“Coordinate reports with controlling authorities to reduce potential for mid-air collision,” the pilot’s report tersely concludes. The incident was assigned within the ASRS under Accession Number (ACN) 1991689.

UFO sightings
(Credit: Unsplash)

Another intriguing report logged with the ASRS (ACN 1978900) in February 2023 describes a multiple-pilot observation of a fast-moving, elongated white object.

The incident report states that the pilot “observed [the] unexplained phenomenon at my 2 o’clock at what appeared to be near my altitude or above. I am not sure the distance. At first I thought it to be a reflection in my windscreen, but after moving my head around and point of view, the object stayed steady.”

“The object appeared rectangular or oblong and milky white,” the pilot stated. “My First Officer (FO) returned from the forward [lavatory] and observed the object moving briskly southbound with me after I asked him ‘what is that’. It moved at steady speed southbound and disappeared.”

“I regret not taking a video, but was taken by what I was seeing,” the pilot added about the fleeting encounter. Within minutes, the pilot said they received radio communication from a nearby ARTCC asking “if anyone had seen the light or object.”

“I informed them I had and got a phone number to a ZZZ controller,” the report states (Editor’s Note: ZZZ is a placeholder designation used in ASRS reports to de-identify certain recognizable locations or other features, to help guarantee anonymity to aviators who file reports).

“Another flight captained by a friend also witnessed the Unidentified Aerial Phenomena (UAP), along with numerous other aircraft,” the pilot wrote. “I have never witnessed anything like it in almost 30 years of flying.”

NASA’s Aviation Safety Reporting System

For several decades, the ASRS has functioned as a reporting system to collect, analyze, and respond to incident reports related to various aviation safety issues voluntarily submitted by pilots and other personnel or observers.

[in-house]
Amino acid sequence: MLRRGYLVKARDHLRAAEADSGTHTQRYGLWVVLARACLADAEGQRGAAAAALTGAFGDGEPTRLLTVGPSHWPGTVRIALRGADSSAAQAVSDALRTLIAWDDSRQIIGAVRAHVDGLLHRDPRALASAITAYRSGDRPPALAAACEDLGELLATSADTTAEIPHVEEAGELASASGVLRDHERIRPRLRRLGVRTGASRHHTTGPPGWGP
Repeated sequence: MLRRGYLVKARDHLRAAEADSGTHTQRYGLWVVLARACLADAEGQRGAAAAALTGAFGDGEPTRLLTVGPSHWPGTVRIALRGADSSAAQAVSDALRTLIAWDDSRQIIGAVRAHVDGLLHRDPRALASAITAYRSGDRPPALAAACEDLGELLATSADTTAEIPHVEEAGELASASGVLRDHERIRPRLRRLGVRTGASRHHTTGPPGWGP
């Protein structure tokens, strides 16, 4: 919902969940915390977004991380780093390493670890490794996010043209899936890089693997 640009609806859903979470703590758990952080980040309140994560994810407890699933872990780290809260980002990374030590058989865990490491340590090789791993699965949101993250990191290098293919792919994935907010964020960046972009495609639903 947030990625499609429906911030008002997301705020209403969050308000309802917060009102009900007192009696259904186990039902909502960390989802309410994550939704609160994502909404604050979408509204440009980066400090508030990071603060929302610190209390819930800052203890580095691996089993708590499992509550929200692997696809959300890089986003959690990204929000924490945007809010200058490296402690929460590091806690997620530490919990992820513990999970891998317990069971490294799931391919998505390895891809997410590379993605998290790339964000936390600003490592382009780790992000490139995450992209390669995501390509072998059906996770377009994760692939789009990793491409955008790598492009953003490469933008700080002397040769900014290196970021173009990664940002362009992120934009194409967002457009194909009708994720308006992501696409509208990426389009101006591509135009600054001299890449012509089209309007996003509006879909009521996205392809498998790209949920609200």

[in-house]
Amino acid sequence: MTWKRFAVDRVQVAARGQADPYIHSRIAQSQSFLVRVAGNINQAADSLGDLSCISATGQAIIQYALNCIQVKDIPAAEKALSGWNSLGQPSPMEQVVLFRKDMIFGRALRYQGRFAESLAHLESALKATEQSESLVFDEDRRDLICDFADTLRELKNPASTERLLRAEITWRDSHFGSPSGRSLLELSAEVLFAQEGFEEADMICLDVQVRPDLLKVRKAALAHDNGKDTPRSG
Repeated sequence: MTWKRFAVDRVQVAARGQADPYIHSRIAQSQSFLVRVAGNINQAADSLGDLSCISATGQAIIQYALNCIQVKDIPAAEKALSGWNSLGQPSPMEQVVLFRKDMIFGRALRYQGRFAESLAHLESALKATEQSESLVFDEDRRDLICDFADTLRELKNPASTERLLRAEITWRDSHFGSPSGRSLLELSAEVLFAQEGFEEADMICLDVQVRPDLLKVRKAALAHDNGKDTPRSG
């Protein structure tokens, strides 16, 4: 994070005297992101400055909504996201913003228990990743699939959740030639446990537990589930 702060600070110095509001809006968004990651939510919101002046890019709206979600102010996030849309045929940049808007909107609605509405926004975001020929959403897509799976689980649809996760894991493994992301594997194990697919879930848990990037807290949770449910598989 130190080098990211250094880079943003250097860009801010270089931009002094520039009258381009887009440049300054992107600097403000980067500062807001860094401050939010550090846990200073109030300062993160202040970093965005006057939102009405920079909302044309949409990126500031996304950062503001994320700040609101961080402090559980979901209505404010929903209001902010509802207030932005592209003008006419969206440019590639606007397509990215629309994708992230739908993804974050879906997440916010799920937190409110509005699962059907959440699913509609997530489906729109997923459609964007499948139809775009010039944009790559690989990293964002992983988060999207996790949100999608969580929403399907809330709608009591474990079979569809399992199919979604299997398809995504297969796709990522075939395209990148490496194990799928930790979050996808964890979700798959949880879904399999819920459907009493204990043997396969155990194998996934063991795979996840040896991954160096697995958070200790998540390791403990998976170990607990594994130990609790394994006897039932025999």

According to an official ASRS program briefing, the ASRS data is used to help identify and remedy problems in the National Aviation System (NAS), along with supporting policy formulation, planning and improvement of the NAS. The program also works to enhance understanding of human factors related to safety research, noting that “over two-thirds of all aviation accidents and incidents have their roots in human performance errors.”

Although the information is collected primarily for use by the Federal Aviation Administration (FAA), the ASRS is maintained by NASA, which functions as an objective third party to help ensure the anonymity of individuals who submit information to the system.

“Reports sent to the ASRS are held in strict confidence,” the ASRS website states, noting that no reporter’s identity has been compromised in more than 1,000,000 reports it has received. “Dates, times, and related information, which could be used to infer an identity, are either generalized or eliminated” to ensure anonymity to reporters and thereby encourage reporting of aviation incidents without fear of reprisals or litigation that could otherwise result. The ASRS Database Online makes all the incident reports NASA collects through the ASRS freely accessible to the public.